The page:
Recording “‘Bout It, Bout It II”
Master P: I thought that the first “‘Bout It” was slow. With the second one we added more energy into the record for the clubs and people who wanted to jump around.
Mia X: The original was such a success, P wanted to do a part two. We went in the studio and laid it down. “‘Bout It” is a term that is native to New Orleans. The way people said “let’s do it” or “I’m down with it,” we say “I’m ’bout it.” When P came home in ’94, he got caught up on the lingo after being in Cali so long. He thought “‘Bout It” would be a good catch phrase for a song. When he got ready to do Ice Cream Man, he thought it was a good idea to do a part two. It really didn’t matter to me, as long as KLC came correct with the beat, I didn’t have a problem with doing a part two. I thought it was a cool idea. I’m sure P is happy that he did it. It really helped push the album where it needed to go.
KLC: We did the song in one take, because at that time I didn’t have no track recorder. I had a DAT machine, an ASR-10 and a mic booth in my grandma basement. So when I hit record on the DAT machine, whatever came out, that’s what it was. If you f*cked up, we had to start all over again. There wasn’t no punching in or mutli-track recorder. He pretty much freestyled it. It got hot, he took it back to the Bay and put Mia X on it and that introduced me to the world as a producer, that was my biggest record up to that point. That gave me my identity on No Limit.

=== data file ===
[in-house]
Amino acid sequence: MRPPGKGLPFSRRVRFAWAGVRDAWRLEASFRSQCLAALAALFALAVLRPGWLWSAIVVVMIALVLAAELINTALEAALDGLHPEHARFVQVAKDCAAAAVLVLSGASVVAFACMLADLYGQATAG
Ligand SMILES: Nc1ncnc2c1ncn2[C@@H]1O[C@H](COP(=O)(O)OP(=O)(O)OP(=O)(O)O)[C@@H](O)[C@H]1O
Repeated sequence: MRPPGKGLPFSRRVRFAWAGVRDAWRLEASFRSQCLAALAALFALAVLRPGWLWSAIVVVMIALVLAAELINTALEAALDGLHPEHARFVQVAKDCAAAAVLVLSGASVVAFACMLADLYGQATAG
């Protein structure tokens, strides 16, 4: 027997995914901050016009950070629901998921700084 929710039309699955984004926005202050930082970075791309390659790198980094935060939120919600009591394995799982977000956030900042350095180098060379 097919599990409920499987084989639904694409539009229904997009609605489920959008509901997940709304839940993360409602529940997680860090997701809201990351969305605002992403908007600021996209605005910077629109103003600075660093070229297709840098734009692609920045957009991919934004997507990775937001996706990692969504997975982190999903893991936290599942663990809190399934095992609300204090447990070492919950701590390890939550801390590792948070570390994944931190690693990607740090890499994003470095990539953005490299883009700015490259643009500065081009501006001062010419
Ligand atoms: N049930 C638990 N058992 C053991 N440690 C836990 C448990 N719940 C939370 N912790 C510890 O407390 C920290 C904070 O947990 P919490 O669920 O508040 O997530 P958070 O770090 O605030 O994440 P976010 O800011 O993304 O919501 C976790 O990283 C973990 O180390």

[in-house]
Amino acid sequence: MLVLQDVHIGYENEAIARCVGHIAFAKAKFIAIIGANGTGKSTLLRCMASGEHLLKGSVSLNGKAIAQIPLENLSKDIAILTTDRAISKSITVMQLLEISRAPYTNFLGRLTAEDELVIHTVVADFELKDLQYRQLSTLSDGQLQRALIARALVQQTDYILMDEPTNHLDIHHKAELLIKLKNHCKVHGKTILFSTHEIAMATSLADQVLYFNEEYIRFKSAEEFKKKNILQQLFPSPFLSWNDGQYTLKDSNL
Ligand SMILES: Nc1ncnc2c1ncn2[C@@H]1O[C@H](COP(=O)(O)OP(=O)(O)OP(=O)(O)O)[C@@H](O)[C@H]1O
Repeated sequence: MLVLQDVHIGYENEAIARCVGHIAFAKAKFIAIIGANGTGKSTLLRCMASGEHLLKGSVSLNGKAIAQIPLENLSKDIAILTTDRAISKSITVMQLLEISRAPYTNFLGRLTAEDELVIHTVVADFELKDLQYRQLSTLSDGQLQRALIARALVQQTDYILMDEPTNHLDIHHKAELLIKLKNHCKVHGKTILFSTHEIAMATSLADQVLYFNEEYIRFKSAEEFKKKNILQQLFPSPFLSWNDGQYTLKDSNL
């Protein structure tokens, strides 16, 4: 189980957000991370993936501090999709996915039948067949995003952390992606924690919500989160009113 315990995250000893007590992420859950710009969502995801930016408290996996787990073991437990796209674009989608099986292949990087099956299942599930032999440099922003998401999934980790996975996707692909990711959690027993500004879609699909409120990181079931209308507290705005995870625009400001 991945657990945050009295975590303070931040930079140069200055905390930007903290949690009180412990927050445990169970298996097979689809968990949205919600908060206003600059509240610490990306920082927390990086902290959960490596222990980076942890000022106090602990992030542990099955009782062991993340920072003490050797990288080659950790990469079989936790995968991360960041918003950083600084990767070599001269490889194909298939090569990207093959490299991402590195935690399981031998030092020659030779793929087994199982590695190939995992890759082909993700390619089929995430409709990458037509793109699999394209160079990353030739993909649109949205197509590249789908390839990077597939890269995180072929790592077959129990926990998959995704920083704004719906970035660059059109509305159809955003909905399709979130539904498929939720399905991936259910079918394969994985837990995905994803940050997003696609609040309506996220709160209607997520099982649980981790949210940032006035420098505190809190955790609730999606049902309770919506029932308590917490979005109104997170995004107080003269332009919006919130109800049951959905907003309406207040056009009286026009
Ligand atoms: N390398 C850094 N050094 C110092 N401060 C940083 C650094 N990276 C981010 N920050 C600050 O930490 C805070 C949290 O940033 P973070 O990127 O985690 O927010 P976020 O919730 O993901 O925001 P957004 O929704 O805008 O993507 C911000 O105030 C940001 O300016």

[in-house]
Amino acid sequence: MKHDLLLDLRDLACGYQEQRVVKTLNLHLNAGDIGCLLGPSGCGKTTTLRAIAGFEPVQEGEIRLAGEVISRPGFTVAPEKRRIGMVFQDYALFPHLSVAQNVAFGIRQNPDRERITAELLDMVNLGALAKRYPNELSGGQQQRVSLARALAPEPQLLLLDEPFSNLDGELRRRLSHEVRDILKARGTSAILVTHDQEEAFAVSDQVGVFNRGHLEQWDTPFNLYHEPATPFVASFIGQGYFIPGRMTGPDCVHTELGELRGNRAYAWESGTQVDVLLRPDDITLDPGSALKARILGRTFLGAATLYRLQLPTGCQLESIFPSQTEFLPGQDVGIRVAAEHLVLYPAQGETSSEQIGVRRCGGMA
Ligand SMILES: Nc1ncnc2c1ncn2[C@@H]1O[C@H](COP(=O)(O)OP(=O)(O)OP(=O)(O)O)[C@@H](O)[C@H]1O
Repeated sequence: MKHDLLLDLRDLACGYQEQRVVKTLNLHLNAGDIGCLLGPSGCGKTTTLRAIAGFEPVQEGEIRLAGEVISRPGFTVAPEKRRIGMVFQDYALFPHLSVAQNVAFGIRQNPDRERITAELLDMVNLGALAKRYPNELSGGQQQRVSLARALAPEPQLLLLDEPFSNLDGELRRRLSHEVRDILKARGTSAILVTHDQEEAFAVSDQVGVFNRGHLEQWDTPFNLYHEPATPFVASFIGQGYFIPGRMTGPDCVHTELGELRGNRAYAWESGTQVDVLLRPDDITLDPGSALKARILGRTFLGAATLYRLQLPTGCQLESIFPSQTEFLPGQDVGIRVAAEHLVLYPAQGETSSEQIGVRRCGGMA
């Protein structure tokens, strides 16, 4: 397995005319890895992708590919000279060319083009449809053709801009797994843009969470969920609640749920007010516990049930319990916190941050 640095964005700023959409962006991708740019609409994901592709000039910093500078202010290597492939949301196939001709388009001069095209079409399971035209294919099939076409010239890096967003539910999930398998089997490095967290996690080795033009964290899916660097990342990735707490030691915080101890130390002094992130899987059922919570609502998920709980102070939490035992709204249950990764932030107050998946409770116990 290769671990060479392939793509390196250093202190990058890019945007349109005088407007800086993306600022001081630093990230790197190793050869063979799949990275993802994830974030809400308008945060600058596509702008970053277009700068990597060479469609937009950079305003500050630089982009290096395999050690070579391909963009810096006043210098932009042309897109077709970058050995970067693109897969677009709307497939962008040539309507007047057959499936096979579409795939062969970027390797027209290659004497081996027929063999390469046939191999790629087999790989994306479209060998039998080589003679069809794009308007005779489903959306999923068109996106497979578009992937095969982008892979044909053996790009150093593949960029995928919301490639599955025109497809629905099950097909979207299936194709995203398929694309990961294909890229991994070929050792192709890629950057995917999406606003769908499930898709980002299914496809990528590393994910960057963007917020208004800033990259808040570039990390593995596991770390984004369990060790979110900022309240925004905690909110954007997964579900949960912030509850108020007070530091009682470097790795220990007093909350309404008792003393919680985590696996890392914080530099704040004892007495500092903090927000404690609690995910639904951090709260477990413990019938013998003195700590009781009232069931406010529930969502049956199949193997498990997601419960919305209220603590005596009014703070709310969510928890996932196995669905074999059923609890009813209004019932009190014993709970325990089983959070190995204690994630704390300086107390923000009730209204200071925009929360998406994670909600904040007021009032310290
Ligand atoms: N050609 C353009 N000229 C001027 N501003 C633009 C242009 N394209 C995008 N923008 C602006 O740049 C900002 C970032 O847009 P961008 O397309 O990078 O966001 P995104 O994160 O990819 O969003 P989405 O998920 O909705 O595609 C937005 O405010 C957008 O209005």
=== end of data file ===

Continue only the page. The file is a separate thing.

My daughter actually did the drums on “‘Bout It.” She was always in my grandmama basement hitting on my beat machine. One night I left the room and I had it on record mode and it was looping over. I had the strings and synths already, but she came in and just slapped the pad on the drum machine. I was sitting upstairs, I came back in the room and heard it and kept it the same. All I did was add an hi-hat. She was 2 years old. I think I’ve only told one other person that. I’ve never really got to talk about my music to anybody.